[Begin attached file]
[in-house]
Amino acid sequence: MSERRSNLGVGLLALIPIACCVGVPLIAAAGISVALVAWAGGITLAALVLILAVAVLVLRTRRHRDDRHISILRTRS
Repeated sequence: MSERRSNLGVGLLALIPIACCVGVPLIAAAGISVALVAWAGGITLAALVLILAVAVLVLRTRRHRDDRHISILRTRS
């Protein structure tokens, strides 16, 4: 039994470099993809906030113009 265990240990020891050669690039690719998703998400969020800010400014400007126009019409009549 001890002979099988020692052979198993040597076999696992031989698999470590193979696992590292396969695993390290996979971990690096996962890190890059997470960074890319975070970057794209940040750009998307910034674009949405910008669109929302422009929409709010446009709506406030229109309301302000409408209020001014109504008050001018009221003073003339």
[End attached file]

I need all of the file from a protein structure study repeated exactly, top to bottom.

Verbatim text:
[in-house]
Amino acid sequence: MSERRSNLGVGLLALIPIACCVGVPLIAAAGISVALVAWAGGITLAALVLILAVAVLVLRTRRHRDDRHISILRTRS
Repeated sequence: MSERRSNLGVGLLALIPIACCVGVPLIAAAGISVALVAWAGGITLAALVLILAVAVLVLRTRRHRDDRHISILRTRS
């Protein structure tokens, strides 16, 4: 039994470099993809906030113009 265990240990020891050669690039690719998703998400969020800010400014400007126009019409009549 001890002979099988020692052979198993040597076999696992031989698999470590193979696992590292396969695993390290996979971990690096996962890190890059997470960074890319975070970057794209940040750009998307910034674009949405910008669109929302422009929409709010446009709506406030229109309301302000409408209020001014109504008050001018009221003073003339």